jumpinjarhead said:
As I have said repeatedly, if they (those involved in the attack and any in the chain of command if there was a cover up) broke the law or violated orders (ROE) they should be punished in accordance with established procedures.

Should, not "have been". Most likely "will not". And that isn't a dig at the US.

My point in the previous post was merely to show all aspects of the situation as a reminder that none of us know exactly what happened (context etc.) on the scene

True enough - but many of us have been in combat and we can make our own judgements - the language, knowing that you are being recorded, makes me wince.

in terms of a cover up. A proper investigatipn will determine that.

Very, very unlikely - the proper investigation, that is. Unfortunately, we've seen the results of US "proper investigations" into bad shooting calls. Being fair, I don't think this comes so much from a desire not to see actual wrongdoers punished but from a politically guided (whether by senior uniformed people or actual politicians) effort to present all US service personnel as the "bravest of the brave and the truest of the true." Coupled with a total, official (and, some would argue, constitutional) disregard for the principles of international law, including the Law of Armed Conflict, as opposed to US law and the UCMJ.

I'm neither professional aircrew nor a FAC, so I've kept out of the analysis. For what it is worth, I think the first shoot seems to be a legit, if subsequently shown to be bad, call. I think a lot of the rest shows the aircrew (not the US, not even the US Army) in a bad light. MHO.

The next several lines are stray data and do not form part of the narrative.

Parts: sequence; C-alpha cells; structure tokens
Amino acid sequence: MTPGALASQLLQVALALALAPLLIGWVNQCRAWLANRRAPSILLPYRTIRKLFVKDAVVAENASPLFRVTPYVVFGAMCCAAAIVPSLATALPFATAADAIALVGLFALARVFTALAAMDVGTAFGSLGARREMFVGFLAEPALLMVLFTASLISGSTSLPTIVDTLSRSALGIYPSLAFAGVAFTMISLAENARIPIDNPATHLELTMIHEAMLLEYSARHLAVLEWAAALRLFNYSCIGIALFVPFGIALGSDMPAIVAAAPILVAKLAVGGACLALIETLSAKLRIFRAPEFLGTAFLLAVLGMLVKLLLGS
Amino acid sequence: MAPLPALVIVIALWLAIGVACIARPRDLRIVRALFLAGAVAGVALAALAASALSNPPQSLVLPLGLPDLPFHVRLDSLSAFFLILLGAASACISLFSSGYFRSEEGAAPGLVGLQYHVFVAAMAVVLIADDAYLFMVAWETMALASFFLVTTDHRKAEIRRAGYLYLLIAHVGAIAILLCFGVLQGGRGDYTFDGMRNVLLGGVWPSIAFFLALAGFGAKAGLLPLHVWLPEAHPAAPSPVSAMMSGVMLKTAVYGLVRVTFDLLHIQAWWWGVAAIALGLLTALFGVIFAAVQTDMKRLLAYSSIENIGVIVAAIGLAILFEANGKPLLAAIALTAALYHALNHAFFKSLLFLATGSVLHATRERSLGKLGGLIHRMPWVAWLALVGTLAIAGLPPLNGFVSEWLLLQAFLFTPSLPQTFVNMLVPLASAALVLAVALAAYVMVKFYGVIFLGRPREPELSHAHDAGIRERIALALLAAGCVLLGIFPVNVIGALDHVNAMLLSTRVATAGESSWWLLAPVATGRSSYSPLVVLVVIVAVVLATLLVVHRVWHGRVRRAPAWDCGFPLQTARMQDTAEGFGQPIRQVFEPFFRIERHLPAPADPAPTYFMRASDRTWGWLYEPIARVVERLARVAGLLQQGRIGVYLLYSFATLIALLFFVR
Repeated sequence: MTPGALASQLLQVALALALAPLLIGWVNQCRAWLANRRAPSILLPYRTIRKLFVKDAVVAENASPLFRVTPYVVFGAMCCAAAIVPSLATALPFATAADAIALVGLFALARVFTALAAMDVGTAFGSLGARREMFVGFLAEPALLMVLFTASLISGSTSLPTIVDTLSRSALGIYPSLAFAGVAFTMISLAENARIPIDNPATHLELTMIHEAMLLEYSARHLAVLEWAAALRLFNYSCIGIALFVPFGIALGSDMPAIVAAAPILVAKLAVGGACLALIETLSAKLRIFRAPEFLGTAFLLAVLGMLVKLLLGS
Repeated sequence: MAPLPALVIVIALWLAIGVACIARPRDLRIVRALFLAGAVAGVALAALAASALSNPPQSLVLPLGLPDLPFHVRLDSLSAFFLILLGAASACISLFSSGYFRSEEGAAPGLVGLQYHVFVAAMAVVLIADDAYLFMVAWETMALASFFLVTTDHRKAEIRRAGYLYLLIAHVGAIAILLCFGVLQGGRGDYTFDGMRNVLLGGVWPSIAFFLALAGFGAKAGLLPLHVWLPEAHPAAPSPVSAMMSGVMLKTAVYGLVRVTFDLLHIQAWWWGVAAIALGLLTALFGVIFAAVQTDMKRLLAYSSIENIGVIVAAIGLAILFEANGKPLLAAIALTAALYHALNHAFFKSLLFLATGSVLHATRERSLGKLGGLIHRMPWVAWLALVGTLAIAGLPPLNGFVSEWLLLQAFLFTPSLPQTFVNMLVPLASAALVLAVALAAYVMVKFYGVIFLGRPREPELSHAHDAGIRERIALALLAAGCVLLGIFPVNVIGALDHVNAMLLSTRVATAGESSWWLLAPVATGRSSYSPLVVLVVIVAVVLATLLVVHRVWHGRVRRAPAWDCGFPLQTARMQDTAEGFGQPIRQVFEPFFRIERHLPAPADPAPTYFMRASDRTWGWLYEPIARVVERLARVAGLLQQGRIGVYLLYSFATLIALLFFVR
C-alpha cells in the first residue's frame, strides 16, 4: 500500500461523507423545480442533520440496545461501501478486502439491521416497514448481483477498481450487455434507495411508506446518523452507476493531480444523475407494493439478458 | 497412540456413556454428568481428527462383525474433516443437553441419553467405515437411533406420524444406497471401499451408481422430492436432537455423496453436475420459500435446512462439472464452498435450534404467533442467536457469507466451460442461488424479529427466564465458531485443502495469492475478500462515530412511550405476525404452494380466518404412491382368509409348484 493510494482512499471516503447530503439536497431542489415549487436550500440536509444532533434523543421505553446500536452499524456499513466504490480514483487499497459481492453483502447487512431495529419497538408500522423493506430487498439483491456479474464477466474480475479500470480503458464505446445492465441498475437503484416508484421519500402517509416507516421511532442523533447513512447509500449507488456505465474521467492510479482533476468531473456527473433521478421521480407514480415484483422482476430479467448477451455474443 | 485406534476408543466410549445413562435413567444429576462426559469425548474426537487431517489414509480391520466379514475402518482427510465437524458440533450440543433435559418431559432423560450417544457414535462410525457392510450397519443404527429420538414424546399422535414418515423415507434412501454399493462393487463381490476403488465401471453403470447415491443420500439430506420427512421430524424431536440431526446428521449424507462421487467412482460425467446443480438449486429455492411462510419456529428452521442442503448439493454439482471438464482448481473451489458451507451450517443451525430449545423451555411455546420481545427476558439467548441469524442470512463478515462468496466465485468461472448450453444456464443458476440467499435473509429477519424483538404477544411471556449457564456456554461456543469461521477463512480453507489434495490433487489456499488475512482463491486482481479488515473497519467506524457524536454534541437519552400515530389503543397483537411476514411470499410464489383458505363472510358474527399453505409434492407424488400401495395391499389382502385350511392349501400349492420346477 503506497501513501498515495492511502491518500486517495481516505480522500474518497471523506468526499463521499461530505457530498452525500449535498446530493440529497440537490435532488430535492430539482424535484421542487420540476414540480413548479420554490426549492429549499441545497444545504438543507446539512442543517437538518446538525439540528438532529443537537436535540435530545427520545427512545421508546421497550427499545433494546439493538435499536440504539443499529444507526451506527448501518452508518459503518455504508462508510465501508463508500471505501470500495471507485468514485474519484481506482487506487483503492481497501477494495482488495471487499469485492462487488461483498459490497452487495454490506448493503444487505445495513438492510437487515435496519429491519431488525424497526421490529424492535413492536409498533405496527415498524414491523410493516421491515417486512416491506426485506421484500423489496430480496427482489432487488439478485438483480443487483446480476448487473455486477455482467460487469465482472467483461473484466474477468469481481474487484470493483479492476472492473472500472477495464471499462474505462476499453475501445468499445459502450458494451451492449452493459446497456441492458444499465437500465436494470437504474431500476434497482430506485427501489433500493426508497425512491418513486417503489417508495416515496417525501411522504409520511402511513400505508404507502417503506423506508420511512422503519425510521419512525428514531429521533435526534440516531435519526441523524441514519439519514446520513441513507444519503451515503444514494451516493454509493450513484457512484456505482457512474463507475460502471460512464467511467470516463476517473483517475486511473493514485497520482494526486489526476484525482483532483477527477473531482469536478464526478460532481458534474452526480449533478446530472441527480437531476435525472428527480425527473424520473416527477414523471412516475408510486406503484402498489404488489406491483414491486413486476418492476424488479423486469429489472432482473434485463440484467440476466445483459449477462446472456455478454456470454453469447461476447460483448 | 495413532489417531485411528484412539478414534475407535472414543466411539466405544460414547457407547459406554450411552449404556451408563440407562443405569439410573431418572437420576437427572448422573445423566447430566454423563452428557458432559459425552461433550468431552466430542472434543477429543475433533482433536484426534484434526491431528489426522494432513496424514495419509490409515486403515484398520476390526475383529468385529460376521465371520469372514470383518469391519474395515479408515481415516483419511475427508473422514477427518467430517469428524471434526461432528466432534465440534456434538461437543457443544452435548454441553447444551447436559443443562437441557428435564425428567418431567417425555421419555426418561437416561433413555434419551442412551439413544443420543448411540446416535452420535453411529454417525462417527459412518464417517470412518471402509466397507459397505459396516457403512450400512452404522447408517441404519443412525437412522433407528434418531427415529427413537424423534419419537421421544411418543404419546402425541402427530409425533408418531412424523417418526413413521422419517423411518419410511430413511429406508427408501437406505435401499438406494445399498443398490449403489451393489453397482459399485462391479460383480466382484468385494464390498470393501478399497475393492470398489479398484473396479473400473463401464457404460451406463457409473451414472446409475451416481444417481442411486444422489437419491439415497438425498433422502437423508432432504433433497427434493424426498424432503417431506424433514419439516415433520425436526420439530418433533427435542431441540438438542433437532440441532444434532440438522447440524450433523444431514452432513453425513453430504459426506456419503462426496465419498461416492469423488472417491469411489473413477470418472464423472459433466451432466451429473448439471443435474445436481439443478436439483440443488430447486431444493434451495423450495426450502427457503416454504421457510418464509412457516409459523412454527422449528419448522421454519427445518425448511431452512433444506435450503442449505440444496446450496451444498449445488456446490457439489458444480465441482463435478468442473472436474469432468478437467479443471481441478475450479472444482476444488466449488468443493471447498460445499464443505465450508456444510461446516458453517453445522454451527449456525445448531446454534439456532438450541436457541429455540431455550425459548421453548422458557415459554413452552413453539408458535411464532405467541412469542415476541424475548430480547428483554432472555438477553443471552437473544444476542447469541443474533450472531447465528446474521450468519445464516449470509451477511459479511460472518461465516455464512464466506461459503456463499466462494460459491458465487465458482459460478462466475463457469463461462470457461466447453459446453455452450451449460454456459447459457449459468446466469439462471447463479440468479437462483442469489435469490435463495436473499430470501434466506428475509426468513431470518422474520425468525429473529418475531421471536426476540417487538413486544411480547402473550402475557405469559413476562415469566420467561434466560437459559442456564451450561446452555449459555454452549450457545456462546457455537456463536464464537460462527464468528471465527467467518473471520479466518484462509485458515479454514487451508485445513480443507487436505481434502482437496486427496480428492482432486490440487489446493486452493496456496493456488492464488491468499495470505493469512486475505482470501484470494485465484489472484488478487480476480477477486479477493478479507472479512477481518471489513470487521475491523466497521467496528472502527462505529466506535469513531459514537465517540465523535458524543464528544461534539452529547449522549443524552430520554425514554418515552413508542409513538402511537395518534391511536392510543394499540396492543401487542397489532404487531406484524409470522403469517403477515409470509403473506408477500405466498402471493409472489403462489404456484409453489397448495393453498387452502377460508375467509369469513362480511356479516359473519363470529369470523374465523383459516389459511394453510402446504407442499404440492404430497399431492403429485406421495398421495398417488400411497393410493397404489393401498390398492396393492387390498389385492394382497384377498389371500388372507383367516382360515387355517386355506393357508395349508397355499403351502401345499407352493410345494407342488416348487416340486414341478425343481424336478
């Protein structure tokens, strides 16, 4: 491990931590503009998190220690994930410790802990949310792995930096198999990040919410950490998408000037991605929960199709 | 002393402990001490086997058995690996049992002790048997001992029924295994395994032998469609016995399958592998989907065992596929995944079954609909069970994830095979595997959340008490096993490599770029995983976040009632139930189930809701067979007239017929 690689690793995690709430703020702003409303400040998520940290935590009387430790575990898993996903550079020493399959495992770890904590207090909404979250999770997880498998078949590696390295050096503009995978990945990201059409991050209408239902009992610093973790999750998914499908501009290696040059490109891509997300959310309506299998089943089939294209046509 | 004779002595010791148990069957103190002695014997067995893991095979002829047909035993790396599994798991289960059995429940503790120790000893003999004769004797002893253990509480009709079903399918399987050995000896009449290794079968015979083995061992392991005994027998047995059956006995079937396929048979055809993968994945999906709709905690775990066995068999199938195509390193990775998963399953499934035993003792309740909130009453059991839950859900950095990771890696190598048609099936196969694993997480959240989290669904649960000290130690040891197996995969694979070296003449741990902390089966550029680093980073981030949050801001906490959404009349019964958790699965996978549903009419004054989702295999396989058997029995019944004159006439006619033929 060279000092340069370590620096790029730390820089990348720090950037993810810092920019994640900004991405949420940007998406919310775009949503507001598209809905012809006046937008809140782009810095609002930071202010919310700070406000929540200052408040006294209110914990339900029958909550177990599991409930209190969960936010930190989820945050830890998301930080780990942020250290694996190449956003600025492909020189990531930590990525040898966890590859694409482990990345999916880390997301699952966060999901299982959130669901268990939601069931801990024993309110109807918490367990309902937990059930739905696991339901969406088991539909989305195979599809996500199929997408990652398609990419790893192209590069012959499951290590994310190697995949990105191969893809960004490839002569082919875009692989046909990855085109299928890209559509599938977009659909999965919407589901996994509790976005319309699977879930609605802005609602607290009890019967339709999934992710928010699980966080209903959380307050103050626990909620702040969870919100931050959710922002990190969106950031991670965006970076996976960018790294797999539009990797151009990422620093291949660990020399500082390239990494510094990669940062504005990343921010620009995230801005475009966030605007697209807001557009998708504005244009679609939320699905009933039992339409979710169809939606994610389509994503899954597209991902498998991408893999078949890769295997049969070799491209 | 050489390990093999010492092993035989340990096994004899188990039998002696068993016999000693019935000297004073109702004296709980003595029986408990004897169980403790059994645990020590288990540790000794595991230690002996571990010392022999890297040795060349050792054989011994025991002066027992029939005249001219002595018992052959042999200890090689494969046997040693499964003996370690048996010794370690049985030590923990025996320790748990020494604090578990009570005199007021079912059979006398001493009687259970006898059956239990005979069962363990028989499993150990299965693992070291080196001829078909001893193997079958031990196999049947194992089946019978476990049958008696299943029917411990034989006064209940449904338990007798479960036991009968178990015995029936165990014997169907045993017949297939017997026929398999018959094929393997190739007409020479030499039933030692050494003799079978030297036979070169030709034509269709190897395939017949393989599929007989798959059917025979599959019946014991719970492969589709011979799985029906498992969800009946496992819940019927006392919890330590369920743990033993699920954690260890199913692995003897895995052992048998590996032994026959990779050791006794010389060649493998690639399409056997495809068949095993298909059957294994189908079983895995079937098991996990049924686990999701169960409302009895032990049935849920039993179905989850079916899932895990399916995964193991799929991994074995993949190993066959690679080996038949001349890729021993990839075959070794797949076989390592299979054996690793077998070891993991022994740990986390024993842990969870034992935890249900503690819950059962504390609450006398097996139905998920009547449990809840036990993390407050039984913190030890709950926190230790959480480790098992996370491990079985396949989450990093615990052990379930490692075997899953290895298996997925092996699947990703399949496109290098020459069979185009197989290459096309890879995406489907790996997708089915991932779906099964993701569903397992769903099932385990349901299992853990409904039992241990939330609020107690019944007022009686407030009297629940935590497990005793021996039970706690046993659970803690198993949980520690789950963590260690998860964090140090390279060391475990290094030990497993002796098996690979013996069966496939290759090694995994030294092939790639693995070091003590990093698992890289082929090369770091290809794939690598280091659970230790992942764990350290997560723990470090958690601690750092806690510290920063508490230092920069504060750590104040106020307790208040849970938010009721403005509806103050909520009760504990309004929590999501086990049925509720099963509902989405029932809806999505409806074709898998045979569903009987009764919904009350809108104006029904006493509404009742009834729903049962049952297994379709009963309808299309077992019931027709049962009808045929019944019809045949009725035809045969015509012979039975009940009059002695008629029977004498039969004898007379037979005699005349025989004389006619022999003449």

Idrach said:
jumpinjarhead said:
As I have said repeatedly, if they (those involved in the attack and any in the chain of command if there was a cover up) broke the law or violated orders (ROE) they should be punished in accordance with established procedures.

Should, not "have been". Most likely "will not". And that isn't a dig at the US.

My point in the previous post was merely to show all aspects of the situation as a reminder that none of us know exactly what happened (context etc.) on the scene

True enough - but many of us have been in combat and we can make our own judgements - the language, knowing that you are being recorded, makes me wince.

in terms of a cover up. A proper investigatipn will determine that.